Sunday, 18 March 2018

What??? No Tumbarumba Station Building Kit Bash Update

What Happened?
Well after some great progress shown in my last Blog, I thought that I was going to declare the roof section completed for this particular post.

However, long story cut short, I ventured into soldering of brass, which is new to me.

I thought that I had a bit of that beginners luck on my side where I was able to produce a model of a stove chimney which was in my view as perfect as I could get it.



However, when I tried to fit the Chimney to the roof, the chimney cap decided to detach itself. After several attempts to get right to what it was failed. Therefore I decided to resort for outside help to tutor me on how to solder brass correctly. Full story on the outcome of that hopefully in my next post.

Furthermore, that Game of Life has also got in the way where my work load has increased plus a few other home issues to deal with.

Since my last post, my spare model Rail Time has also been spent on my Model Rail Clubs HO Layout project and I spent a good part of a day at the Forestville Model Rail Exhibition. More on Forestville soon.

But to keep the posts rolling for this blog, I decided to do a random topic posts on Railway modelling which I hope would be of interest.

Weathering Experiment
With one project on the drawing board for 2018, I intend to do a very weathered Kit Bash model of Glenroy Railway Pc1 Station Building.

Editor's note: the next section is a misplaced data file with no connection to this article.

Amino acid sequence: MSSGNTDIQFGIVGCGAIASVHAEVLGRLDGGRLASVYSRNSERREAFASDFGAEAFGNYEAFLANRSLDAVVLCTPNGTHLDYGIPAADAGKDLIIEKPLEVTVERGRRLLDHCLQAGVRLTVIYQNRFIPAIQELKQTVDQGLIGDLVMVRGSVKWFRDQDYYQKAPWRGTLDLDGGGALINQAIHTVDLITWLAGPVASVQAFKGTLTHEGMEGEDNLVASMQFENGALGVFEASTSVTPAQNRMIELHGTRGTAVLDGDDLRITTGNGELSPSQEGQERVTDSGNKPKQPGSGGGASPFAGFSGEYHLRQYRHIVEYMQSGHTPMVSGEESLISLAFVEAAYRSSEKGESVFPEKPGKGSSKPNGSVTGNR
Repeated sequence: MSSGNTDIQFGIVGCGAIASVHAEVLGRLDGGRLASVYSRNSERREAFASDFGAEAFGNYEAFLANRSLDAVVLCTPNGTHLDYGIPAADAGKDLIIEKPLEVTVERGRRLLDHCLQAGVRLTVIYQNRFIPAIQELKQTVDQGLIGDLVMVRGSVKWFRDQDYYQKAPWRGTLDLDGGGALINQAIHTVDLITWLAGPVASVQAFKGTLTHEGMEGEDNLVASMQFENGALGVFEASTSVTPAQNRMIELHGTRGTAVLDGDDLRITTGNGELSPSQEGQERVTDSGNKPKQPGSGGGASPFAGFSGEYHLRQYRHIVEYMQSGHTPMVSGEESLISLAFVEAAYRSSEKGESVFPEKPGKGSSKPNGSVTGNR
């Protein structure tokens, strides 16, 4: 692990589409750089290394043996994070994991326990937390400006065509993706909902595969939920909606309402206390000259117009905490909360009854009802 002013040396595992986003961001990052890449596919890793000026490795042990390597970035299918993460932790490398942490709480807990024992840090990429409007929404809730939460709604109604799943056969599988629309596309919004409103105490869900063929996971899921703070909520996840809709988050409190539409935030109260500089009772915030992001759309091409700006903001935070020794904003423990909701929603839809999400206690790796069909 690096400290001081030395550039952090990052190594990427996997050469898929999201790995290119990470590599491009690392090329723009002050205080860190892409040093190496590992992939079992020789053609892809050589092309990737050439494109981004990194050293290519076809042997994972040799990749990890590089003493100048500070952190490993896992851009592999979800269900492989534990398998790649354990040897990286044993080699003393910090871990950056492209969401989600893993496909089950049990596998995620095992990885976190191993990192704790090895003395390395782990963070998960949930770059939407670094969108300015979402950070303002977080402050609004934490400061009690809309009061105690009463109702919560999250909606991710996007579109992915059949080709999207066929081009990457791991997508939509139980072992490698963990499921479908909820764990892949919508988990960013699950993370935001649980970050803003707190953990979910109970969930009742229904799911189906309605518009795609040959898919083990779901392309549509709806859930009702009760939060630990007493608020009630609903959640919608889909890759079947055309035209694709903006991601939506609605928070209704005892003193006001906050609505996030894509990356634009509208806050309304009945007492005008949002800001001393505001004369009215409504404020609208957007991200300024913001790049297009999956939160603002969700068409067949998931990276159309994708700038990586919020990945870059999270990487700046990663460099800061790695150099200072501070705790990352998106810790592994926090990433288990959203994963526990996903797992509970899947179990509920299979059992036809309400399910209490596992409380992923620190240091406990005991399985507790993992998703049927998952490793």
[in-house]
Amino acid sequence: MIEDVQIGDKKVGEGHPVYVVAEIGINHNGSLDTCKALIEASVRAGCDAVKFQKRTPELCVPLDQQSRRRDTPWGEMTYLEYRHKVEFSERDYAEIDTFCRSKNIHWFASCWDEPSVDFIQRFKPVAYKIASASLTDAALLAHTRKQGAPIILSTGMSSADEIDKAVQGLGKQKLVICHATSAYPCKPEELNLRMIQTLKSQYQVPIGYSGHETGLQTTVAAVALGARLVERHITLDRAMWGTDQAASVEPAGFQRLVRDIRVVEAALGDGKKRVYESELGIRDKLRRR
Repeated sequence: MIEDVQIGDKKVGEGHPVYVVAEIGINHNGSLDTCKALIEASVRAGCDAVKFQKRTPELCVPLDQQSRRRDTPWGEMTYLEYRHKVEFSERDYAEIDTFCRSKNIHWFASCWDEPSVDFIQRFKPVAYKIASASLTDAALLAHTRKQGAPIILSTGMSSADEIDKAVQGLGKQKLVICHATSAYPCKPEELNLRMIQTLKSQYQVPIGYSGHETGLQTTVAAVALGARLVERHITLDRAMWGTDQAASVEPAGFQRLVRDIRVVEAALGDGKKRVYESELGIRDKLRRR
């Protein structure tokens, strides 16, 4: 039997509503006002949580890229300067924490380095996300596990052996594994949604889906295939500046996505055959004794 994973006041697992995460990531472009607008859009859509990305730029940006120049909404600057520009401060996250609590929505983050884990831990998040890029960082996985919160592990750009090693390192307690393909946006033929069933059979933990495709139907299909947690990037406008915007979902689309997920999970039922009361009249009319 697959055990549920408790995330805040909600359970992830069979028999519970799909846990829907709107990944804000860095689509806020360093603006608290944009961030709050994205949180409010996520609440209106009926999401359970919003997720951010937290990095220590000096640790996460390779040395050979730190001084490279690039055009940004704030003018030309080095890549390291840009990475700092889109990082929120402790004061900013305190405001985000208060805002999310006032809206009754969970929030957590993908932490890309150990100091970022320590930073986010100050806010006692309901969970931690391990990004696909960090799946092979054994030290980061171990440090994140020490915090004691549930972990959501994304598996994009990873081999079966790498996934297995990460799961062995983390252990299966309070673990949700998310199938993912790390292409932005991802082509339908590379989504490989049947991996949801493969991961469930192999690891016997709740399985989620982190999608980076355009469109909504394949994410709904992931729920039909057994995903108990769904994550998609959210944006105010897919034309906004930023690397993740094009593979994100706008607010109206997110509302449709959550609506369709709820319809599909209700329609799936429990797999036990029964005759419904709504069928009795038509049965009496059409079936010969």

I have seen several YouTube videos on how weathering was done and I took a particular interest in a method called Rock Salt Weathering.

Basically, you acquire Rock Salt from the local supermarket (or Kitchen Pantry if you have already acquired some), break down the Rock Salt into smaller grains of salt. And place it to one side for later use.

You then apply a base coat colour (most examples used rusty brown red colours for rusting cars). Then wet the surface and apply the salt and soak it. Then wait for the salt to dry up.
Then the final topcoat is applied and once the top coat of paint is dry enough, a toothbrush is used to remove the salt from the model and once completed, you get that weathered rusty look.

I noticed that all examples I saw were done with acrylic paints and I could not find any examples of anyone trying this weathering method with enamel paint. So I thought that I shall experiment this method with enamel paint.

I know what some of you are thinking, enamel paint is oiled base, and oil and water do not mix.

I decided to do a test weathering task to resemble a timber clapboard siding with an aged paint job where the paint is chipping off.

I used a bit of Left over Styrene Clapboard siding and primed it with Tamiya Primer.

I used a grey for a base coat as aged timber has a grey look to it.

Grey enamel paint used for the base coat.

It takes a good couple of days for enamel paint to dry. Once it is dry enough, I applied the rock salt on to the areas of the clapboard in which I wanted to have the weathered look.

I then applied the water. This was a bit of a challenge on the basis that the oily painted surface was beading up the water, but the salt was gradually absorbing the water in which resulted in keeping the salt in place.

I wanted to test out Humbrol Light Bluff as potential paint colour option for Glenroy, so I decided to use this colour as the top coat.

Bottom half of the clapboard siding being weathered with the Rock Salt Weathering Method. Top half  portion not getting weathered.

As you see in the above picture the Rock Salt prevents top coat a reaching to the base coat.